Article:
How Much Does Vacation Matter?
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Hard as it is to get away from his job, President Obama is spending a week on Martha's Vineyard. But most American workers are cutting back on vacations this year. We hear what that could mean for both mental and physical health — and the economy. Also, polls show rising opposition to healthcare reform, and a runner's winning performance raises a difficult question: is there a definite, biological line between males and females?
Banner image: The sun rises over the town of Vineyard Haven on the island of Martha's Vineyard. Photo: Win McNamee/Getty Images
Polls Show Rising Opposition to Healthcare Reform ()
After his first hundred days, 60 percent of Americans believed that President Obama would make the right decisions. Today, that number is 49 percent. That's according to the latest Washington Post/ABC News survey. At the White House today, Press Secretary Robert Gibbs took heart from the findings of a Wall Street Journal/NBC poll. Gary Langer is Director of Polling for ABC News.
How Much Does Vacation Matter? ()
Members of the Senate and Congress are on summer breaks all over the world, visiting war zones as well as ancient ruins and sunny beaches. President Barack Obama is doing his best to get a much-need break from the burdens of office, taking his family to Martha's Vineyard. But less than half the American workers entitled to vacations are taking their full time. Many say there's just too much to do, or they're afraid of losing their jobs. Whatever happened to “mental health days?” Doesn't time off help prevent burnout and increase productivity? Would requiring vacations be a kind of healthcare reform, in addition to boosting the tourist economy?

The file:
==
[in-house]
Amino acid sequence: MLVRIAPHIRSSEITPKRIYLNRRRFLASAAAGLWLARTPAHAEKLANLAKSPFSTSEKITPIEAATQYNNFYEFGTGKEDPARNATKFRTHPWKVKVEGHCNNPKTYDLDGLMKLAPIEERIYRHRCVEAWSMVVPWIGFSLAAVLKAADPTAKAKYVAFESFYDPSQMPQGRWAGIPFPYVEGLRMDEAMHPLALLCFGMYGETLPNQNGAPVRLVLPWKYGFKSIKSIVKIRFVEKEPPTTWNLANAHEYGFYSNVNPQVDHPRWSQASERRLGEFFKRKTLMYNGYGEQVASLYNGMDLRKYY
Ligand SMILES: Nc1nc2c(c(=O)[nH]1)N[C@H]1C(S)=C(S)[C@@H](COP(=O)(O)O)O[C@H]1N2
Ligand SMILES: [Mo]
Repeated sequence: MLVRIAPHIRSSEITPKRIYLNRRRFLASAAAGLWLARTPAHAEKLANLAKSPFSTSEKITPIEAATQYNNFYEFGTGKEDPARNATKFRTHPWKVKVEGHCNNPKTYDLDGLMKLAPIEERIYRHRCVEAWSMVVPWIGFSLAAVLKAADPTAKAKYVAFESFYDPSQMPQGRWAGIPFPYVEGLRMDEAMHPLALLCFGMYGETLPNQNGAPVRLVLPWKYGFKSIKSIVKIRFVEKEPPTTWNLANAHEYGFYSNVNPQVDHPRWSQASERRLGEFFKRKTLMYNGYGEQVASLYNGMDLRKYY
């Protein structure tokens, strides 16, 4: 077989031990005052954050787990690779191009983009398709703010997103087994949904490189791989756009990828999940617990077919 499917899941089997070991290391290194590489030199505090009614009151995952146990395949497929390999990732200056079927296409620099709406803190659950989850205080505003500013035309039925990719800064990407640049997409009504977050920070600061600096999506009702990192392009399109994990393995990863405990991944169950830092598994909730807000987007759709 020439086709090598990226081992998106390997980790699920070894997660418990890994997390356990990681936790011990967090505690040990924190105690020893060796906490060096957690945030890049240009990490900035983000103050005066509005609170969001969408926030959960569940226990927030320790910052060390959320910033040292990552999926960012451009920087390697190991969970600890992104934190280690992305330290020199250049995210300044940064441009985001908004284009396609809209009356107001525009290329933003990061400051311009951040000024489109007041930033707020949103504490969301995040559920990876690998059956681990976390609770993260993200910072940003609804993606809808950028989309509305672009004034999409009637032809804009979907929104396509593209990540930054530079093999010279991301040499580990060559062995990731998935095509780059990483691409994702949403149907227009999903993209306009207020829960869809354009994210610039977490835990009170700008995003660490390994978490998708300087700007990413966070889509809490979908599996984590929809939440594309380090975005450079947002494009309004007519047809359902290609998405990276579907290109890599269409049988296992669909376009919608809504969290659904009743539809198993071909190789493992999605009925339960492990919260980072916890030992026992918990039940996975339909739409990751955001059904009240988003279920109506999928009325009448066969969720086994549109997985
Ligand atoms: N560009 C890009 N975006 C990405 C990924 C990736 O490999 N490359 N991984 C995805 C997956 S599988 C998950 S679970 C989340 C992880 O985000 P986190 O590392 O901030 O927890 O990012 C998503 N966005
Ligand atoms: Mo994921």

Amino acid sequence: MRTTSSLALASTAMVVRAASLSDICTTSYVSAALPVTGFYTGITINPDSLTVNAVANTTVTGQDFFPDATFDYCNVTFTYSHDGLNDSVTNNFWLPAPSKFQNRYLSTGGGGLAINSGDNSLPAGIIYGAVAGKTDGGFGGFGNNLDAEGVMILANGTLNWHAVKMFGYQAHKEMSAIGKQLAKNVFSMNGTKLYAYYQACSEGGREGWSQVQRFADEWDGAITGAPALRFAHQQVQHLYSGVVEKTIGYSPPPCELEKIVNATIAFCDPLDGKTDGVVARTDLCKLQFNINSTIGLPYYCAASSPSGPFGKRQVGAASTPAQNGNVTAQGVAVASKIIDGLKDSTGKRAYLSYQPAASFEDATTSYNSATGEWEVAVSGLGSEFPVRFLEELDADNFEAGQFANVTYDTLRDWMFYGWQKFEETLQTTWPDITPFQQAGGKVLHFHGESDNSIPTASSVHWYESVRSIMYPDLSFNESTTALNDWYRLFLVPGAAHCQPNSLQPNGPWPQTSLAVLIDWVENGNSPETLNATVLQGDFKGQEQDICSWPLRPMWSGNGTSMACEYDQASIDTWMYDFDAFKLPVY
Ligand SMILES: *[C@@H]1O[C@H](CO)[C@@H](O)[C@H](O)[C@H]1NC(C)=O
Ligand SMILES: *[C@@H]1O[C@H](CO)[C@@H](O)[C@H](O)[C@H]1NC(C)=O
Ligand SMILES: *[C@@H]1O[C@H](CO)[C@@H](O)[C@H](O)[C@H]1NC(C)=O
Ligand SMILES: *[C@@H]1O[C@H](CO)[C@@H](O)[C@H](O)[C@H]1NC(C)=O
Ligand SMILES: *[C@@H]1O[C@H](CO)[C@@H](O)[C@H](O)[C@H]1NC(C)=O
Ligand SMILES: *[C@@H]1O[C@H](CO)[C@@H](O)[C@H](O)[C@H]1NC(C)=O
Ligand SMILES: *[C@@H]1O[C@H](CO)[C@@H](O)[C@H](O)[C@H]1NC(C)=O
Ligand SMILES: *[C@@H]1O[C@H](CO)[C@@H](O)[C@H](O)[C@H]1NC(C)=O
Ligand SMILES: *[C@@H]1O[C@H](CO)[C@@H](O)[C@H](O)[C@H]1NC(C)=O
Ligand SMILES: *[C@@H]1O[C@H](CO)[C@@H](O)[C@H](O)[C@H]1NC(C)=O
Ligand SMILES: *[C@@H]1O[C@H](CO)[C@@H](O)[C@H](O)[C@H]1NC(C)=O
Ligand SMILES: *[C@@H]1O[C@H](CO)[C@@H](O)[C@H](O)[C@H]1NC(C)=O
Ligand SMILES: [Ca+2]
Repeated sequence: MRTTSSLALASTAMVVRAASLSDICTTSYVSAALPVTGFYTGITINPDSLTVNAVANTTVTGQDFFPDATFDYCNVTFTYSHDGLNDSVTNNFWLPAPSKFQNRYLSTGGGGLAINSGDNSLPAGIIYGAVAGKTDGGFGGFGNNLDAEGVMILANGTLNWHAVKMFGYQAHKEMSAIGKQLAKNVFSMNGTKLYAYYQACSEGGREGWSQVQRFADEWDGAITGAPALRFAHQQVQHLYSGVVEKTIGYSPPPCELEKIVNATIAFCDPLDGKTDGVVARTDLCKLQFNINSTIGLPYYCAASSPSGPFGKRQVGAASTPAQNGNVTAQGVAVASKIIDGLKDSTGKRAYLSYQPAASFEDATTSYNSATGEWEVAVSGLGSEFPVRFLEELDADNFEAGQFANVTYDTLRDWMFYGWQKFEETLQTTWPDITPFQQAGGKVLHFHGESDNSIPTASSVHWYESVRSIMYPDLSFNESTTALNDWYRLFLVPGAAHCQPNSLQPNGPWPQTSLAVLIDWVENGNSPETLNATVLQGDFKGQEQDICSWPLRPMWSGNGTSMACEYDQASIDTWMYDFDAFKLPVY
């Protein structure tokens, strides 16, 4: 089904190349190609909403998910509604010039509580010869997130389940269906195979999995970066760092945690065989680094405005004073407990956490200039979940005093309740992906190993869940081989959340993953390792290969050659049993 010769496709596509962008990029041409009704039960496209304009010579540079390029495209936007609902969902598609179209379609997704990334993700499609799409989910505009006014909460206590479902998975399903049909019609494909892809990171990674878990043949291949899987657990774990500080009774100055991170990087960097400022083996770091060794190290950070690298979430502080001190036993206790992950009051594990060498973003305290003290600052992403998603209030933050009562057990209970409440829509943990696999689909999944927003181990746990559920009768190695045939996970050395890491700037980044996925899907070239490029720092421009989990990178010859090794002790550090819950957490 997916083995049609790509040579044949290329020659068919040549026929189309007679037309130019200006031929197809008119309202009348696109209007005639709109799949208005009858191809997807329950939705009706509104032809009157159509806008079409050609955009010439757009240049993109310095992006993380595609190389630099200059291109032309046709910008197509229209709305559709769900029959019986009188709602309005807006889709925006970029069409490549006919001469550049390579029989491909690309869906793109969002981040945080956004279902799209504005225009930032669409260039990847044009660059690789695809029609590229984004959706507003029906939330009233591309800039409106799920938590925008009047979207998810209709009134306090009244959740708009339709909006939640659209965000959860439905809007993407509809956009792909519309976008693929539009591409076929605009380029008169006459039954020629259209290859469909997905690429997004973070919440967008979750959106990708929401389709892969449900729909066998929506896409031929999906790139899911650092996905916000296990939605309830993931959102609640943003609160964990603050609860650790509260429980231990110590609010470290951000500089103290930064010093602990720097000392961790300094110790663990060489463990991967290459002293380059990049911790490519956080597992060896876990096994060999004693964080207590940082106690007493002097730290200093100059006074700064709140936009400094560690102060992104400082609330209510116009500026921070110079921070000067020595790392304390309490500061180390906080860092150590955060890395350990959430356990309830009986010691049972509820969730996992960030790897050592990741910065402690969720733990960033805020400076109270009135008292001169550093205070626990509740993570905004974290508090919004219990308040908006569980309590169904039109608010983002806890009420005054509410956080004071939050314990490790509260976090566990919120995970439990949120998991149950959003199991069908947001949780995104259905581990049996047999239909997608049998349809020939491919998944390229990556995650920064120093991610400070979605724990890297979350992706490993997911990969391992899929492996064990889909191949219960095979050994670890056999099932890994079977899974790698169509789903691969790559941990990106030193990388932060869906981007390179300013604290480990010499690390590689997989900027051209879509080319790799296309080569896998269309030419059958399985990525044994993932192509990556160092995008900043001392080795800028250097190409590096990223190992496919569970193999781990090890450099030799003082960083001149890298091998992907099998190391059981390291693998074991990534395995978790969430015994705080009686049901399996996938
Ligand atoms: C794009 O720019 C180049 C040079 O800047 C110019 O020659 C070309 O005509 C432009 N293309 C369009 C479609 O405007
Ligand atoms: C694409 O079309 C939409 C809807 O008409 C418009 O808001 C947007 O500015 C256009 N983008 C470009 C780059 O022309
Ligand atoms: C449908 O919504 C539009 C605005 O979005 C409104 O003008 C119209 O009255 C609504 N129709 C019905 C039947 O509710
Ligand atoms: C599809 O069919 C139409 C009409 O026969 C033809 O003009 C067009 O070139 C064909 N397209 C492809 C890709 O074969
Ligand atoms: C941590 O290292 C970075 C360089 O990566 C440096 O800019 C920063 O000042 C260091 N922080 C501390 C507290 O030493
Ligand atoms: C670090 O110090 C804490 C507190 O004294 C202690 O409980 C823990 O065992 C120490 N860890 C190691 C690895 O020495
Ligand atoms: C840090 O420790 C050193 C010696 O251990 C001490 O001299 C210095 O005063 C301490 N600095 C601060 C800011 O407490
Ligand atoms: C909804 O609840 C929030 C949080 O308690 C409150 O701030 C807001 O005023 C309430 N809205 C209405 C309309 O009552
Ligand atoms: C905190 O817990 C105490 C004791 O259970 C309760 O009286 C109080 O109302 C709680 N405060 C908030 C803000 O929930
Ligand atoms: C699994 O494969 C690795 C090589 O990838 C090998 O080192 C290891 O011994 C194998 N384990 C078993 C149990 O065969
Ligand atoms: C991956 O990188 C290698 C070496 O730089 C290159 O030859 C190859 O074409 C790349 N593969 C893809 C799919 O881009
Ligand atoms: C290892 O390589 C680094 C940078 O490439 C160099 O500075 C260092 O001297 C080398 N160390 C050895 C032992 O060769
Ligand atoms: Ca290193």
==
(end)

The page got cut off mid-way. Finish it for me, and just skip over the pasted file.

- Stephen Hess: Senior Fellow Emeritus, Brookings Institution
- Lois Backon: Vice President, Families and Work Institute
- John de Graaf: Executive Director, Take Back Your Time
- James Sherk: Fellow, Heritage Foundation
Runner Must Undergo Gender Testing ()
Last night in Berlin's Olympic Stadium, an 18-year-old runner from a South African village received a gold medal for the 800-meter dash. But today, doctors are looking at test results to determine if Caster Semenya has too many male characteristics to compete as a woman. Some of Semenya's competitors say they can tell she's not really a woman just by looking. In most cases that's probably true, but medical experts say that for one percent of the population it's just not that easy. David Epstein is a staff writer for Sports Illustrated.
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